Your Superpower Is A Compensation For Old Trauma

(NOTE: Based on time elapsed since the posting of this entry, the BS-o-meter calculates this is 4.824% likely to be something that Ferrett now regrets.)

My partner picked up on my moods long before I was even aware, intuiting a subtle discomfort from the shift of an elbow. “Is everything all right?” she’d ask from the far side of the couch, her head perking the instant I stumbled across a knot of complex code – or, in bed, she’d sense which muscles cried out for touch and when, moving to synchronize with my desires until I was left breathless.

Her talent was a flat-out superpower – being so attuned to my concerns that her understanding felt more like magic than body language. I envied her; I too wanted to be able to sense polite lies the way they did, to be certain when someone was genuinely joyous, to see the world as they did.

Yet as I got to know her better, I realized that superpower had a dark origin. She came from a place where her genteel caretakers could turn abusive at a moment’s notice – so she’d had to sense a violent turn coming long before anyone said anything.

I envisioned her skills as a superpower. But to her, I think, it was closer to eternal hypervigilance; she’d see me frown as I programmed and think, Is this something I need to flee from?

I think that’s a lot of superpowers, really.

Likewise, I’ve acquired a small following in part because I write a lot about relationships – how they come together, how to heal them, how they fail. People have been thanked me for boiling complex concepts down into an 800-word essay they could hand to a friend.

Yet I always reject it when someone calls me “wise.” I’m not wise; I’ve dated well over a hundred people, and most of them have left me, so my relationship skills are little more than sifting through the shattered remnants of past stupidity.

That’s not just me, though; there’s plenty of people with a lot of “wisdom” acquired with that especial frisson you get when you’ve bloodied your face running head-first into a brick wall.

So why, of all people, am I driven to write about it so thoroughly?

And for that, you have to look back at my origins – a lonely Ferrett in his bedroom, with no friends and no hope of friends, living in companion-free isolation during his formative years. I had my family, and they were some consolation – but every day I returned home from a school where the best I could hope for was literally to be ignored, so thoroughly were the bullies after me.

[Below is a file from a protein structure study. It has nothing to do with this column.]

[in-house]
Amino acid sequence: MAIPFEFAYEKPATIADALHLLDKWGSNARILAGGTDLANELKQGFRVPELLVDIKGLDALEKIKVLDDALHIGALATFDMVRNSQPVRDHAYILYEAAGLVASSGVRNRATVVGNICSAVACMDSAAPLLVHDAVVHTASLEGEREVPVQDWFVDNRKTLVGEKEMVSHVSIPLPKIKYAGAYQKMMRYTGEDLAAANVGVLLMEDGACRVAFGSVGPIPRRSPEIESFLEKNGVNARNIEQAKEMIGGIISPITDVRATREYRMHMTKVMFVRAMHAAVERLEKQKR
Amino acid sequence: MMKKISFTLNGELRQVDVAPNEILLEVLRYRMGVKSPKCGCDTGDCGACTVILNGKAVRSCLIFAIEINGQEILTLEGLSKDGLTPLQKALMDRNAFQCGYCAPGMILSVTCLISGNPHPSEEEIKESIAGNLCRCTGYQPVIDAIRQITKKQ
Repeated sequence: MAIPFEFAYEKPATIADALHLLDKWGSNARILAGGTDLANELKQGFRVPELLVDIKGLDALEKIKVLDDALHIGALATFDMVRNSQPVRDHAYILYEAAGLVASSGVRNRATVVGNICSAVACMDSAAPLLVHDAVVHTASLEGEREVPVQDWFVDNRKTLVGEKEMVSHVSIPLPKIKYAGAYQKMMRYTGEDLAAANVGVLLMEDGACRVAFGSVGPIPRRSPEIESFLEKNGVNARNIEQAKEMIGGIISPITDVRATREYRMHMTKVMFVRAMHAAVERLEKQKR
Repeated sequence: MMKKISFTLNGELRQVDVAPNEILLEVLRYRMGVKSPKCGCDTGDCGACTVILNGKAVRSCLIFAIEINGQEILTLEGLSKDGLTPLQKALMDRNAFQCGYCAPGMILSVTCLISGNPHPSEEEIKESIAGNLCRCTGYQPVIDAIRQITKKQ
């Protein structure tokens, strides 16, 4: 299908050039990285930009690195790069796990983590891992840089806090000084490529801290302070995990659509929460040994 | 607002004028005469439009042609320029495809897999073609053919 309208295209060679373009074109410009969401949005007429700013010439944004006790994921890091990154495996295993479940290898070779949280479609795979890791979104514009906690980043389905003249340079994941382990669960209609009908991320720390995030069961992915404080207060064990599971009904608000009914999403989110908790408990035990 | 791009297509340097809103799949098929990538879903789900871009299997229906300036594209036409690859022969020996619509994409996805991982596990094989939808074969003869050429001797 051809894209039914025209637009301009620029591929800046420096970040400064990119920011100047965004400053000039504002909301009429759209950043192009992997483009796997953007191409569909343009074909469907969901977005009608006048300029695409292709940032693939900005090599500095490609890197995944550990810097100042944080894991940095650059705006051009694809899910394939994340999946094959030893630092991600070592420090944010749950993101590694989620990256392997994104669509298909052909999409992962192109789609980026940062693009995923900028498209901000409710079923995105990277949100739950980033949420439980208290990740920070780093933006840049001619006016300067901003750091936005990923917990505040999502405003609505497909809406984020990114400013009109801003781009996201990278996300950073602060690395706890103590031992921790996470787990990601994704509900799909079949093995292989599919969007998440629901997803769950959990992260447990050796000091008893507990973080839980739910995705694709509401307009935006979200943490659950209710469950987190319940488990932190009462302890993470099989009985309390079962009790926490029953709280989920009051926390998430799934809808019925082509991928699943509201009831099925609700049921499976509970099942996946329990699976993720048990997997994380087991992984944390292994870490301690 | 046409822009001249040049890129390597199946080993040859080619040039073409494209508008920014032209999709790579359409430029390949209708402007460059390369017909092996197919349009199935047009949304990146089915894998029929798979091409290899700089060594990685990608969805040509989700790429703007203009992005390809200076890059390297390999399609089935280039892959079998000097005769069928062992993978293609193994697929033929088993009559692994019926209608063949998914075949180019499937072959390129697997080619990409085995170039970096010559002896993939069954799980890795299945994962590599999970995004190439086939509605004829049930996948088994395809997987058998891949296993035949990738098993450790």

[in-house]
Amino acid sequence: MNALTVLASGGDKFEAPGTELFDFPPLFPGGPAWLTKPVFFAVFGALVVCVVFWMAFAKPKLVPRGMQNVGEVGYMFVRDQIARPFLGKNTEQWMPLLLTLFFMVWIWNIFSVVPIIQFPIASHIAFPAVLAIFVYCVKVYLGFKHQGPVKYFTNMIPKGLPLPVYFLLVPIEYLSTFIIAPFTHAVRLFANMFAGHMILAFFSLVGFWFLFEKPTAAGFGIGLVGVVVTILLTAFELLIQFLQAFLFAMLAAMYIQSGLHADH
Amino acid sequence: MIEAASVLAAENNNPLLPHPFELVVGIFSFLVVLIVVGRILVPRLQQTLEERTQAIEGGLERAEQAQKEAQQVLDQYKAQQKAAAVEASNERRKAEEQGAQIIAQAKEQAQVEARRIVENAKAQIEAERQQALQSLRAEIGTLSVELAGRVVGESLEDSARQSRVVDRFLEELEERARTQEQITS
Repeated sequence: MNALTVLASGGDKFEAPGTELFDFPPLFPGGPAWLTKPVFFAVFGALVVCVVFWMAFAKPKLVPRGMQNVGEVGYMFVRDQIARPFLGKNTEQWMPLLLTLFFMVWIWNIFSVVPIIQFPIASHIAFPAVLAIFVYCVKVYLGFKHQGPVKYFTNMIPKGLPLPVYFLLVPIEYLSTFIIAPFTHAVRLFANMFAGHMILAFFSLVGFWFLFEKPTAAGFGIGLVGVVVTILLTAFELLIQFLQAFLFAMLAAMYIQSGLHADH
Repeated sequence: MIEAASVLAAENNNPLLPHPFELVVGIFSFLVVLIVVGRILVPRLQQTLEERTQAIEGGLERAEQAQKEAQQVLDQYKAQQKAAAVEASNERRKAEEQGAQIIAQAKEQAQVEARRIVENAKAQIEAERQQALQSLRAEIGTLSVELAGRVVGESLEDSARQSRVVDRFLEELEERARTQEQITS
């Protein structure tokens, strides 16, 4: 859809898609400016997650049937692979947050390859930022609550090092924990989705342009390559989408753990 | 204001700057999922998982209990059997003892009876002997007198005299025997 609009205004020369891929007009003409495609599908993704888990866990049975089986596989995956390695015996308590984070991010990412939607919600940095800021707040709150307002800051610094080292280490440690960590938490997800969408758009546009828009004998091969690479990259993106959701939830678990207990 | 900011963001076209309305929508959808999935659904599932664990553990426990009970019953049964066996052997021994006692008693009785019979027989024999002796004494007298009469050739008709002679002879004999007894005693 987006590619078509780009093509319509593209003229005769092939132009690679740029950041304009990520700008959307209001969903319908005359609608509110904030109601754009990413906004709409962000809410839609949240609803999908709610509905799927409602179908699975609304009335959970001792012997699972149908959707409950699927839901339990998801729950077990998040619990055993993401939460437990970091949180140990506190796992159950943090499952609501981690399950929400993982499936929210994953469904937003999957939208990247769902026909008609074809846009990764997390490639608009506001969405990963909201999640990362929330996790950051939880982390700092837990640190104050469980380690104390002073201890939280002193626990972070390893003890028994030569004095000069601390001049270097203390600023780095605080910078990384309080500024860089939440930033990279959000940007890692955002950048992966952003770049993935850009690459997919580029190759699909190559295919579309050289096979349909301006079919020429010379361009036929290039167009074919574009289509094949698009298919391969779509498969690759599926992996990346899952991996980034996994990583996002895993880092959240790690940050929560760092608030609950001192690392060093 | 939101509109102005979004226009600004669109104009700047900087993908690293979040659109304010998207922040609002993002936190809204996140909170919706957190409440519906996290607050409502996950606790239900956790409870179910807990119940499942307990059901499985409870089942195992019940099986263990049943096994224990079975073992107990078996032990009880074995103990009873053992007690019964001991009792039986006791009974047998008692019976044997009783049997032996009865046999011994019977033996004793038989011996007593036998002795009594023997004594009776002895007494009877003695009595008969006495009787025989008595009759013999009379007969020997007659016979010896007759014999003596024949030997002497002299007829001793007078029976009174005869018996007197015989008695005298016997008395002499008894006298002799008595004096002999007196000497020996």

I sat in a room, reading books. Knowing my future was empty. I would get a job, slump home to an empty apartment, eat spaghetti and watch television, then go to bed – lather, rinse, repeat until I died.

That was my reality, and I only narrowly escaped it.

Now, the reason I publish the essays on my failed relationships is because I honestly want to encourage people to do better – if you’ve ever avoided any pitfall because I told you to watch out, well, I’ve earned my place on the planet for a day.

But the reason I analyze those failures that closely is because deep down, I realize that every relationship I’ve ever had could be my last, one mistake and I’ll be locked back in that lonely teenaged room stinking of body odor and despair, and I have to study what went wrong because oh my God I lucked out but the next time nobody will love me ever again.

It’s a superpower. But not one I’d want to inflict upon anyone.

Which is, I think, the source of a lot of unfortunate truth – if you survive some trauma, you often get what, to others, would appear as a superpower. You developed some inner strength to navigate this horrific world you got cast into it, and that strength sets you above others.

The trick is, you never wanted that superpower. It’s not like Superman, where you get to lift skyscrapers because you’re pure of heart – it’s more like Batman, where your parents got killed and the only way for you to survive was to bury yourself in self-improvement until you convinced yourself that you were so ready for the world that they could never take your parents from you again.

Maybe you have a superpower. It probably helps you. But it doesn’t make you feel better.

I hope you live in a world where you don’t need it.

1 Comment

  1. Doug S.
    Jan 28, 2021

    Experience is an effective teacher, but not always a kind one.

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